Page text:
Beersheba farmers' market370.
(photo credit: Katherine Martinelli )
Transforming an urban center into an agricultural oasis, the Beersheba Kalisher
Absorption Center showcased the colorful fruits and vegetables of its Ethiopian
immigrant gardeners in an Ecotopia Festival on Wednesday evening that attracted
some 800 visitors.
The absorption center – run by the Jewish Agency – is
home to about 50 plots of community gardens. The immigrant families are the ones
who cultivate them, using equipment, irrigation, seedlings, agricultural
know-how and pest control provided by local NGO Earth’s Promise, which has been
operating since 2007.
Organized by Earth’s Promise and the Jewish Agency
in conjunction with the Beersheba Municipality, the fourth annual Ecotopia
Festival enabled the families to display their crops and celebrate Ethiopian
Greeting visitors as they arrived was an agricultural oasis of
sprawling corn stalks and pumpkin vines, according to Adam Ganson, co-executive
director of Earth’s Promise.
In addition to showcasing the fruits of the
community’s labor through guided tours, the festival included a traditional
Ethiopian gojo home with a photography exhibition inside. Guests could also
attend an Ethiopian cooking workshop, while their children made recycled paper
artwork within an urban orchard, Ganson told The Jerusalem Post
on Thursday. A
main stage hosted shows from two bands and a DJ, Ethiopian food was distributed
for free, and seedlings were on sale.
At the absorption center, each new
immigrant family tends to their own garden plot and can grow fruits and
vegetables for their own consumption at home, the Jewish Agency explained. In
addition to growing Israeli crops, the families raise a variety of traditional
Ethiopian vegetables like gomen (a type of lettuce), ma’ashila (a type of corn),
doba (a type of pumpkin), barbery (a type of hot pepper), teff (a traditional
grain used to make injera flatbread) and zekagbe (a type of basil).
goal of the community garden setting is to provide the new immigrants with
small-scale agriculture that can connect them to their pasts as well as
facilitate their absorption into Israel, according to absorption center director
Talia Artzi. The center is home to about 320 immigrants.
Families tend to
farm their plots when they first move to the country, and afterward “pass on”
the plots to newer families as the original families advance further in their
careers, explained Ganson, who has been running Earth’s Promise for the past two
years with his wife, Moran. A good amount of food-sharing goes on among families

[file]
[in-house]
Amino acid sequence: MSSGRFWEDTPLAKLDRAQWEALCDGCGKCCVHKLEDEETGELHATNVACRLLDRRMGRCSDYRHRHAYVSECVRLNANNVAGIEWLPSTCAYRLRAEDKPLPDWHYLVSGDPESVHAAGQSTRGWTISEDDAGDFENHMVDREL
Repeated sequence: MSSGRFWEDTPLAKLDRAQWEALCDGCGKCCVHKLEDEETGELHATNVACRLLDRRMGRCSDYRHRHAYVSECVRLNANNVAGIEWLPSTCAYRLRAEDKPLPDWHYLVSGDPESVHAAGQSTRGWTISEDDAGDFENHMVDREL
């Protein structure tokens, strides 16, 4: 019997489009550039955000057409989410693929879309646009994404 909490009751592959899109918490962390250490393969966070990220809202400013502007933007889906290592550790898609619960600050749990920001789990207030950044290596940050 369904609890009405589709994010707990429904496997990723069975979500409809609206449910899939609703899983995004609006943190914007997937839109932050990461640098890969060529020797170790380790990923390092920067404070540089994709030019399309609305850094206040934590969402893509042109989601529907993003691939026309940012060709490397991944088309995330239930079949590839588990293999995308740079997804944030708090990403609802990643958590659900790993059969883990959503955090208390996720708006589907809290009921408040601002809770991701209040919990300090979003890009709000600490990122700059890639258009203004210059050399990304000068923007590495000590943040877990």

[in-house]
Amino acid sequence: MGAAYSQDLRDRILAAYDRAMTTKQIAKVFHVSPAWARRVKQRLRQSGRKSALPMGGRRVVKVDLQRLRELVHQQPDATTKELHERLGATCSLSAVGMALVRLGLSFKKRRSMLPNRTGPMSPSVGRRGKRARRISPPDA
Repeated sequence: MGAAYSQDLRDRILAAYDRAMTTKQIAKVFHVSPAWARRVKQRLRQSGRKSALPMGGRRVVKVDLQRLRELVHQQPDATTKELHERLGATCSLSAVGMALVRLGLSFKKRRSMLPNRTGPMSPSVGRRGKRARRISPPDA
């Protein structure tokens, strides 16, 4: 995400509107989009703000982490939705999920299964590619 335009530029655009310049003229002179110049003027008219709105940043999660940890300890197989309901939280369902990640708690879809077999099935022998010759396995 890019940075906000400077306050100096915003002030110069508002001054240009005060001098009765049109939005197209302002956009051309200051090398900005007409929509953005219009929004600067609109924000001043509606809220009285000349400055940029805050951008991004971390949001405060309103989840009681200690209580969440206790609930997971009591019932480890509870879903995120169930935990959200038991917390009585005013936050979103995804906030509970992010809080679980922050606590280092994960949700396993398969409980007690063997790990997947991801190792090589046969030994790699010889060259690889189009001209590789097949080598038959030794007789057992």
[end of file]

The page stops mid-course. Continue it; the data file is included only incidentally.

as well, he added.
“Our vision is to make this marketable,” he said. “We
thought that using urban agriculture as a basis for a local sustainable economy
is a good way to keep food sources local.”
In the Gimmel neighborhood
near the absorption center where many of the immigrants live, Earth’s Promise is
now establishing a type of “local sustainable economy,” in which residents will
be able to exchange not only products, but also time – such as taking turns
babysitting an hour for each other’s children, Ganson said. The local economy
will be making use of the Osher System, which digitally manages the use of an
alternative, local currency.
“It’s keeping resources within the
neighborhood,” Ganson said.
As part of the local economy, Earth’s Promise
has a plot of land, spanning somewhere between 0.6 and 0.8 hectares, that it
intends to turn into an urban farm run by a resident farm manager. That farm
will be able, for example, to sell tomatoes to the local pub and peppers to the
local felafel stand using the neighborhood-only coin, Ganson
“Basically it’s connecting the urban agricultural concept with
the local sustainable economy concept,” he said. “The way it connects in our
view is that it’s an overarching way to localize food sources.”
the group has the Beersheba mayor’s support for this venture, but will be
meeting with the municipality on Sunday about the logistics, Ganson
Both he and his wife have master’s degrees in environmental
fields, and each worked at various green organizations before taking on the
co-directorship at Earth’s Promise. While acknowledging that there are many
challenges to living in the South, Ganson stressed that “on evenings like
[Wednesday] night, it’s really magical, to see the black and white, kids and old
folk, local residents and people coming from afar – that really makes it worth
In addition to the activities in Beersheba, Earth’s Promise has
community gardens in Ashkelon and Arad and will look to expand into other
specific projects that match the organization’s interests in the
“We’re making urban agriculture a reality here in Beersheba,”